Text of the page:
Elisabeth Bing

Bing was born on the 8th of July 1914, in a suburb of Berlin. Hers was a home birth, and she was delivered before the doctor could arrive.

Her family were of Jewish descent but converted to Protestantism years before her birth, and on sensing danger with the rise of Nazi Germany, they decided to leave the country.

Elisabeth Dorothea Bing (8 July 1914 – 15 May 2015) was a German physical therapist, co-founder of Lamaze International, and proponent of natural childbirth.

She trained as a physical therapist in England after fleeing Nazi Germany due to her Jewish ancestry.

Her hospital work there made her interested in natural childbirth, and she taught it to parents in the United States after she moved there in 1949.

Her interest in obstetrics began after working with new mothers in hospital.

At the time, standard childbirth procedures involved giving mothers large amounts of medication, and keeping them in hospital for 10 days after they gave birth.

Bing’s job was to give physical therapy to these postpartum mothers.

After talking about her experiences at the hospital with one of her part-time private patients, she learned of Grantly Dick-Read’s book Natural Childbirth.

She was unable to meet Read or other like-minded individuals because of the outbreak of World War II, so she taught herself as much as she could about obstetrics.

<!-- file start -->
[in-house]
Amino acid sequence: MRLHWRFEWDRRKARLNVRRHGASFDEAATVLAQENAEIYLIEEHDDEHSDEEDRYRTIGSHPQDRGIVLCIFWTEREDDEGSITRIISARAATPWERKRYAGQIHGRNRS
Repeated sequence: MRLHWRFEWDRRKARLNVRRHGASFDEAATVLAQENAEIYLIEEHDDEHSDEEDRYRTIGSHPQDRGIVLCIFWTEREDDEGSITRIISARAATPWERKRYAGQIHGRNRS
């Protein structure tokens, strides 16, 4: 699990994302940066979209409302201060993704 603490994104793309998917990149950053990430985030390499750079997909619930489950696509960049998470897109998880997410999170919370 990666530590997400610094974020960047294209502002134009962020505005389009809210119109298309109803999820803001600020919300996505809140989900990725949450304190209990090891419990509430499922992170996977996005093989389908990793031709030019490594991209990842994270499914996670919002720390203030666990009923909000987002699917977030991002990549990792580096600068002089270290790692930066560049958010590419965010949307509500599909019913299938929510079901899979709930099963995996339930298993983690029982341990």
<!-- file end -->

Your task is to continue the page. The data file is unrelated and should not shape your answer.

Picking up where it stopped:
Bing continued to teach natural childbirth methods in New York, and in 1951 she was invited by Dr. Alan Guttmacher to teach at Mount Sinai Hospital, which had just opened its first maternity ward.

It was here that she heard about the psycho-prophylactic method of childbirth developed by Dr. Fernand Lamaze. Lamaze’s method incorporated breathing techniques as well as the natural childbirth techniques developed by Read.

Mount Sinai Hospital wasn’t able to afford to send Bing to France to learn the method from Lamaze, but she met Marjorie Karmel, who had published the book Thank You, Dr. Lamaze, in 1959.

Karmel had learned the method directly from Lamaze in Paris, and then in turn she taught it to Bing.

In 1960, the two went on to found the American Society for Psychoprophylaxis in Obstetrics, now known as Lamaze International.

Known as the “mother of Lamaze,” Bing emphasized breathing and relaxation techniques as one way of easing the pain and anxiety of delivery.

She authored the book “Six Practical Lessons for an Easier Childbirth” in 1967.

Today, an estimated quarter of American mothers-to-be and their spouses attend Lamaze classes each year, according to the New York Times.

Lamaze International has about 2,000 childbirth educators located around the world.

In a 2000 interview with the Journal of Perinatal Education, Bing said she was encouraged by the doctors who supported her during her initial advocacy for childbirth techniques that gave pregnant women more agency over their own bodies.

“Prepared childbirth was easy to introduce in a way because the atmosphere was right,” she said during the interview, attributing the growing popularity of the natural childbirth to Women’s Lib and other social and political movements of the time.